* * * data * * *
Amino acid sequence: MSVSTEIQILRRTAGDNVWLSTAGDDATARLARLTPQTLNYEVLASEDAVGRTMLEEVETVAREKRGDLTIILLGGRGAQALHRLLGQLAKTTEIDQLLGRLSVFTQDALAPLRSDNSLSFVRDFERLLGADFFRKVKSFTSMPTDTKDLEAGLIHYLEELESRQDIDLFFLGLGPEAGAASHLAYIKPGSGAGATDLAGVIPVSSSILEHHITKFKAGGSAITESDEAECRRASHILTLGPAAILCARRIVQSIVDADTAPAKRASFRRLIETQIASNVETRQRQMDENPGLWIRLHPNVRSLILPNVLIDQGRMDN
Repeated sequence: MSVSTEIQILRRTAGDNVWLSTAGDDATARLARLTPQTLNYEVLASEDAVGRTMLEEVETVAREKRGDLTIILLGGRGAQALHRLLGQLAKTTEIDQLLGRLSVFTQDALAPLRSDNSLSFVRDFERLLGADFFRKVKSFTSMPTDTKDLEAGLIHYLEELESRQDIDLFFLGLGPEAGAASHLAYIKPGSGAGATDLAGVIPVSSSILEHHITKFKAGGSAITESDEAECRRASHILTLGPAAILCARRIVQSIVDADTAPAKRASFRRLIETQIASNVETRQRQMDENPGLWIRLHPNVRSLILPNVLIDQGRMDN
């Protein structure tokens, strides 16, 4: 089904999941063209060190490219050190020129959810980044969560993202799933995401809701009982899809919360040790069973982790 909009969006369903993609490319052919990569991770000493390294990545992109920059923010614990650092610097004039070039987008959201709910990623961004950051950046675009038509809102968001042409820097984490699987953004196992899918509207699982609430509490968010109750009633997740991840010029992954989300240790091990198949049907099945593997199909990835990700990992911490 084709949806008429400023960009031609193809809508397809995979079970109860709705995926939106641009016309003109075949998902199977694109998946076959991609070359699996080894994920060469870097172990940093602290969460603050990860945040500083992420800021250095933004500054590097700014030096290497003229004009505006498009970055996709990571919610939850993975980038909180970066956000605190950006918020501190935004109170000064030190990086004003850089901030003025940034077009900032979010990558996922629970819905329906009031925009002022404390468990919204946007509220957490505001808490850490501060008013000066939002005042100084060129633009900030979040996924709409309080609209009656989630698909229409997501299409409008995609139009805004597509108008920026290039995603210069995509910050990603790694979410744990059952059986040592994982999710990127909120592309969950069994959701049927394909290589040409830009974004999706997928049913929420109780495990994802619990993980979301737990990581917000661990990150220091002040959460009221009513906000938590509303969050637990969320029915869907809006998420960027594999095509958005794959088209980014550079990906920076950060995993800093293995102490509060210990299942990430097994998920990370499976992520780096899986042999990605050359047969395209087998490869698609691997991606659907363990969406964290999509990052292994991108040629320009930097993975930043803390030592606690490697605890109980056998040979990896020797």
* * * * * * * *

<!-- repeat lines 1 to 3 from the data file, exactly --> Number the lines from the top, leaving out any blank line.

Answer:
Amino acid sequence: MSVSTEIQILRRTAGDNVWLSTAGDDATARLARLTPQTLNYEVLASEDAVGRTMLEEVETVAREKRGDLTIILLGGRGAQALHRLLGQLAKTTEIDQLLGRLSVFTQDALAPLRSDNSLSFVRDFERLLGADFFRKVKSFTSMPTDTKDLEAGLIHYLEELESRQDIDLFFLGLGPEAGAASHLAYIKPGSGAGATDLAGVIPVSSSILEHHITKFKAGGSAITESDEAECRRASHILTLGPAAILCARRIVQSIVDADTAPAKRASFRRLIETQIASNVETRQRQMDENPGLWIRLHPNVRSLILPNVLIDQGRMDN
Repeated sequence: MSVSTEIQILRRTAGDNVWLSTAGDDATARLARLTPQTLNYEVLASEDAVGRTMLEEVETVAREKRGDLTIILLGGRGAQALHRLLGQLAKTTEIDQLLGRLSVFTQDALAPLRSDNSLSFVRDFERLLGADFFRKVKSFTSMPTDTKDLEAGLIHYLEELESRQDIDLFFLGLGPEAGAASHLAYIKPGSGAGATDLAGVIPVSSSILEHHITKFKAGGSAITESDEAECRRASHILTLGPAAILCARRIVQSIVDADTAPAKRASFRRLIETQIASNVETRQRQMDENPGLWIRLHPNVRSLILPNVLIDQGRMDN
């Protein structure tokens, strides 16, 4: 089904999941063209060190490219050190020129959810980044969560993202799933995401809701009982899809919360040790069973982790 909009969006369903993609490319052919990569991770000493390294990545992109920059923010614990650092610097004039070039987008959201709910990623961004950051950046675009038509809102968001042409820097984490699987953004196992899918509207699982609430509490968010109750009633997740991840010029992954989300240790091990198949049907099945593997199909990835990700990992911490 084709949806008429400023960009031609193809809508397809995979079970109860709705995926939106641009016309003109075949998902199977694109998946076959991609070359699996080894994920060469870097172990940093602290969460603050990860945040500083992420800021250095933004500054590097700014030096290497003229004009505006498009970055996709990571919610939850993975980038909180970066956000605190950006918020501190935004109170000064030190990086004003850089901030003025940034077009900032979010990558996922629970819905329906009031925009002022404390468990919204946007509220957490505001808490850490501060008013000066939002005042100084060129633009900030979040996924709409309080609209009656989630698909229409997501299409409008995609139009805004597509108008920026290039995603210069995509910050990603790694979410744990059952059986040592994982999710990127909120592309969950069994959701049927394909290589040409830009974004999706997928049913929420109780495990994802619990993980979301737990990581917000661990990150220091002040959460009221009513906000938590509303969050637990969320029915869907809006998420960027594999095509958005794959088209980014550079990906920076950060995993800093293995102490509060210990299942990430097994998920990370499976992520780096899986042999990605050359047969395209087998490869698609691997991606659907363990969406964290999509990052292994991108040629320009930097993975930043803390030592606690490697605890109980056998040979990896020797």